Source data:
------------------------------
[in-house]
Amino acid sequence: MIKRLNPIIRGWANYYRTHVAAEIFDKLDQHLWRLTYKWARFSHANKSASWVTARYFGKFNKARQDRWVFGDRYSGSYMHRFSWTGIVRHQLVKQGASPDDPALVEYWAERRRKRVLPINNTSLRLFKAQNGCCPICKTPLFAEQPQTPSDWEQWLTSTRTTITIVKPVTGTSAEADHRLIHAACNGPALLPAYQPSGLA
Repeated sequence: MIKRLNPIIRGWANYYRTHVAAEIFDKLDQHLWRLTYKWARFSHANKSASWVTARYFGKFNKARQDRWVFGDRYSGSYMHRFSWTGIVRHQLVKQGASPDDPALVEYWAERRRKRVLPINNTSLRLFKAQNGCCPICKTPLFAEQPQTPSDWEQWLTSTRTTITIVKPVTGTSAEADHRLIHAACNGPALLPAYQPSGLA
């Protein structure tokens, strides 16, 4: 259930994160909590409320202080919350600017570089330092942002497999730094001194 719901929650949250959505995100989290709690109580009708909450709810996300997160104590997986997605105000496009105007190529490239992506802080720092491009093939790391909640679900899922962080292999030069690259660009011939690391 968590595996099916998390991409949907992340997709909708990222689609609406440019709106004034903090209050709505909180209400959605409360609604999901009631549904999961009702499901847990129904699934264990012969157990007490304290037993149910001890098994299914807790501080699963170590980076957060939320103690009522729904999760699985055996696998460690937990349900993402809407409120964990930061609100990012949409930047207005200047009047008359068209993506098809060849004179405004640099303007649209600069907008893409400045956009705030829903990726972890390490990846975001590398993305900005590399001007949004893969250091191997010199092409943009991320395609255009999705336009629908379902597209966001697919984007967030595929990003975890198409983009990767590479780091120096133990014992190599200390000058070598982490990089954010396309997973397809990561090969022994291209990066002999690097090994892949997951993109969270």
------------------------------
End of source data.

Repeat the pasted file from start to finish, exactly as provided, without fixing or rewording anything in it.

[in-house]
Amino acid sequence: MIKRLNPIIRGWANYYRTHVAAEIFDKLDQHLWRLTYKWARFSHANKSASWVTARYFGKFNKARQDRWVFGDRYSGSYMHRFSWTGIVRHQLVKQGASPDDPALVEYWAERRRKRVLPINNTSLRLFKAQNGCCPICKTPLFAEQPQTPSDWEQWLTSTRTTITIVKPVTGTSAEADHRLIHAACNGPALLPAYQPSGLA
Repeated sequence: MIKRLNPIIRGWANYYRTHVAAEIFDKLDQHLWRLTYKWARFSHANKSASWVTARYFGKFNKARQDRWVFGDRYSGSYMHRFSWTGIVRHQLVKQGASPDDPALVEYWAERRRKRVLPINNTSLRLFKAQNGCCPICKTPLFAEQPQTPSDWEQWLTSTRTTITIVKPVTGTSAEADHRLIHAACNGPALLPAYQPSGLA
């Protein structure tokens, strides 16, 4: 259930994160909590409320202080919350600017570089330092942002497999730094001194 719901929650949250959505995100989290709690109580009708909450709810996300997160104590997986997605105000496009105007190529490239992506802080720092491009093939790391909640679900899922962080292999030069690259660009011939690391 968590595996099916998390991409949907992340997709909708990222689609609406440019709106004034903090209050709505909180209400959605409360609604999901009631549904999961009702499901847990129904699934264990012969157990007490304290037993149910001890098994299914807790501080699963170590980076957060939320103690009522729904999760699985055996696998460690937990349900993402809407409120964990930061609100990012949409930047207005200047009047008359068209993506098809060849004179405004640099303007649209600069907008893409400045956009705030829903990726972890390490990846975001590398993305900005590399001007949004893969250091191997010199092409943009991320395609255009999705336009629908379902597209966001697919984007967030595929990003975890198409983009990767590479780091120096133990014992190599200390000058070598982490990089954010396309997973397809990561090969022994291209990066002999690097090994892949997951993109969270």